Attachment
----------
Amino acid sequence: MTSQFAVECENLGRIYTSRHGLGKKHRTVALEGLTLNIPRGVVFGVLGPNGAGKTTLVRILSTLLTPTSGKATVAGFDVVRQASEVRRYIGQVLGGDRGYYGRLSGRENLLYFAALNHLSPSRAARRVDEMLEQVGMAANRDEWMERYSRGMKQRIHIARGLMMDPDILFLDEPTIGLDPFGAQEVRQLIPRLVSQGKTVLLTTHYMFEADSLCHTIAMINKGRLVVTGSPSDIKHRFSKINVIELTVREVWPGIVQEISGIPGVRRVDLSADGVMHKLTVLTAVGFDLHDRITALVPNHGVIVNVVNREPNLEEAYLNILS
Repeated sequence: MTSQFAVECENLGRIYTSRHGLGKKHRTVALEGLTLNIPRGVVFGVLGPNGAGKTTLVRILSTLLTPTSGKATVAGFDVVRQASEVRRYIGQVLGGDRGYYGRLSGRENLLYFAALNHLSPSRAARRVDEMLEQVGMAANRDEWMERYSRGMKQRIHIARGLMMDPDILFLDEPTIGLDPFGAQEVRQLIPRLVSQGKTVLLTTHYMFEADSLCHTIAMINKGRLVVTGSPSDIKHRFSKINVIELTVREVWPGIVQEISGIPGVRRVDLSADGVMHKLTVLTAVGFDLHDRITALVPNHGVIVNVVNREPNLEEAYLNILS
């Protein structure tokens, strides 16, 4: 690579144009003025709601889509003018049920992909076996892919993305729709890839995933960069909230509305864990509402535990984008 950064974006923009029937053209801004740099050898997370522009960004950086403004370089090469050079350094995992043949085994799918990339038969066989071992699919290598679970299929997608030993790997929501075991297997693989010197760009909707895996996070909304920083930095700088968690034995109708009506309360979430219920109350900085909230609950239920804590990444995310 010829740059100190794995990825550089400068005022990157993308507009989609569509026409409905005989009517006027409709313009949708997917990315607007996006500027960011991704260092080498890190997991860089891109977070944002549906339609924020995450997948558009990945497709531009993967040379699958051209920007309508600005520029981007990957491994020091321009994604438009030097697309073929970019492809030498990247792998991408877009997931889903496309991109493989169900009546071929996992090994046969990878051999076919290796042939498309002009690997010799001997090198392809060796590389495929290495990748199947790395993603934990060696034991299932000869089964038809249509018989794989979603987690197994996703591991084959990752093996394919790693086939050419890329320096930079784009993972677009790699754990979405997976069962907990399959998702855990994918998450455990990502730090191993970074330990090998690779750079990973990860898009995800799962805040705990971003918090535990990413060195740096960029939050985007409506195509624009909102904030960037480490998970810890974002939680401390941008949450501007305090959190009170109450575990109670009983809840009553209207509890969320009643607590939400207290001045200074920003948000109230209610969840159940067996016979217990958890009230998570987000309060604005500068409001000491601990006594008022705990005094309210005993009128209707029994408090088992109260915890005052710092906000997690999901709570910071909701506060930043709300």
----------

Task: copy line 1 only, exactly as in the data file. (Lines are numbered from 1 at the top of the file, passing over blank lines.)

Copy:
Amino acid sequence: MTSQFAVECENLGRIYTSRHGLGKKHRTVALEGLTLNIPRGVVFGVLGPNGAGKTTLVRILSTLLTPTSGKATVAGFDVVRQASEVRRYIGQVLGGDRGYYGRLSGRENLLYFAALNHLSPSRAARRVDEMLEQVGMAANRDEWMERYSRGMKQRIHIARGLMMDPDILFLDEPTIGLDPFGAQEVRQLIPRLVSQGKTVLLTTHYMFEADSLCHTIAMINKGRLVVTGSPSDIKHRFSKINVIELTVREVWPGIVQEISGIPGVRRVDLSADGVMHKLTVLTAVGFDLHDRITALVPNHGVIVNVVNREPNLEEAYLNILS